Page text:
Posts Tagged ‘antonas’

Civic Reception of Murder

March 15, 2014

The perspective offered by the Talbot Event and a reading of Badiou’s Peut-on Penser le Politique? related to it, establish a certain call for investigation of criminality in the city; injustice was always included in the field of a city structure and even more the social condition was determined by it also threatened by the unexpected reactions to it. The Talbot Event rationale seems to promote the idea that politics in the city are mostly determined by a violent reaction to a more and more obvious injustice. The normality of the city is not addressed here so much. At the contrary it is the exception to any normality that creates the political stance.The investigation of murder (the exemplary crime) explains urbanity at the one side and political faith at the other as two opposite poles of an investigation related to the urban structure. Political faith seems to be for Badiou the climax of any civic attitude. The underlying assumption to this approach to any modern city concerns a certain harsh scrutiny of murder in the city as if its reception were part of the urban infrastructure. It does not insist on a logic that simply requests the designation of terrible events (more or less haphazardly, premeditatively, or impulsively staged), scorning the significance of recording and insisting on the mechanism of their oblivion. It does not request a simple record of crime. It wants to consider something more; to reveal that forgetting monumental events is a tenet of urbanity.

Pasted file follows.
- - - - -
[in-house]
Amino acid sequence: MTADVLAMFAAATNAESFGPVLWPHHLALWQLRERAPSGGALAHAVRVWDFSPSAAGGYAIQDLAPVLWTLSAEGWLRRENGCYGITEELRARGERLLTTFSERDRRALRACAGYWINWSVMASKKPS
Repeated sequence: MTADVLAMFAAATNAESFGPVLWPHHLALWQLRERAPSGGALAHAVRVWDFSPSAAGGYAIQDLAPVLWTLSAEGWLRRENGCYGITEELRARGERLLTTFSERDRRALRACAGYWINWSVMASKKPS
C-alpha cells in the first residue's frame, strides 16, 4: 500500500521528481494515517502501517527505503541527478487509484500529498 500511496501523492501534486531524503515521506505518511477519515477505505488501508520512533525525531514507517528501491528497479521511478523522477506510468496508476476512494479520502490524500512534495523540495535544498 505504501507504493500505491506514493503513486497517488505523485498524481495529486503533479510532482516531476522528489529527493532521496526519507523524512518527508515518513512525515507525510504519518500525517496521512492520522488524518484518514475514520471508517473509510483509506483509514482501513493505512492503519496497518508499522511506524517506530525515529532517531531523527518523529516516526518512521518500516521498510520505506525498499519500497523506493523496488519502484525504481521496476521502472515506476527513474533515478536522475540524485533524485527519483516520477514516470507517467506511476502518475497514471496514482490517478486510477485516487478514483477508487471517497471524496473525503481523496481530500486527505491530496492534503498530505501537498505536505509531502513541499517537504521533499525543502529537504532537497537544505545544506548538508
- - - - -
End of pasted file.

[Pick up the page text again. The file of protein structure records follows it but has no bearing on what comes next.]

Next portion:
Cities could be defined as mechanisms that forget. The control of violence and criminality would form an important city infrastructure. Murder is not only to be prevented in an urban level but more than this to be forgotten after it unavoidably happen. Furthermore this oblivion of murder is a crucial urban infrastructure that constructs the idiosyncratic modern urban peace. Urbanization as a homogeneous expansion of city fabric includes normalizing systems of oblivion that are introduced in order to establish the idiosyncratic modern urban silence. That is where the paradox of every situationist approach to the city is located: Every suspicion to the society of spectacle, every approach that insists on the importance of the living moment and scorns representation as a dead everyday convention is deeply anti-civic since the concept of the everyday silence is already one of the major civic functions. One of the major roles of a city is to construct the neutrality of time and the systematic oblivion of crime. The situationistic approach and the rich philosophical past that prepared it requires the contemporary city to become something antithetical to the driving force that configured a city as a system. Representation builds cities and indeed, it is representation that freezes the living moment. The political element and urbanity are directly connected with representation. Cities were created for crime and murder; nowadays, we could define cities as the negation of the “murder event” through different civic protocols. Could we find a court on the mountains or the plains? Families organize pre-political vendettas on mountains and plains, recycling cycles of blood from generation to generation. Courts are the cities’ central gathering spots. They gather the city around the possibility of nullifying murder’s importance. Transferring the unjust crime through contemporary rituals such as the court process to a system considered responsible, already defines a certain architecture of the city. The court supposedly attributes responsibility to an abstract power and determines civic guilt. The crime’s guilt is shared to the whole of the city. It does so by the installation of a privileged narration concerning any action. The court institutionalizes the ability to react to the injustice of crime as an internal competence of societal architecture. Murder in the city is, therefore, not important only as a straightforward murderous staging occurring in a civic environment. The city is not only the scene of a crime that could take place in any other place. The city is organized as place for murder. Murder in the city is murder expected by a certain reception system, elevated to an infrastructure. We usually consider infrastructures as mechanisms that resemble oblivion mechanisms. Households equipped with water, light at night, telecommunications; these are functional programs created to remain forgotten while the city functions. When water, electricity and telecommunications are organized as infrastructures we can live without thinking about them. These blind systems of backgrounding the city function are more and more identified to the city itself. They are infrastructures as long as they are forgotten. Along with the management of clear water, sewage, electricity, and telephone networks, the city constructs an infrastructure—healing mechanism intended for murder. Indeed, the “crime reception infrastructure” is constructed specifically so cities will forget what usually remains unforgotten; to cancel “wounds”, to nullify all that usually is unforgettable, i.e., unjust actions interpreted as inviting violent responses. Additionally, something remarkable about the civic architecture on this level should not escape our notice: civic “healing of crime” occurs through the construction of an intricate representational mechanism without which the modern city cannot be imagined. ΑΑ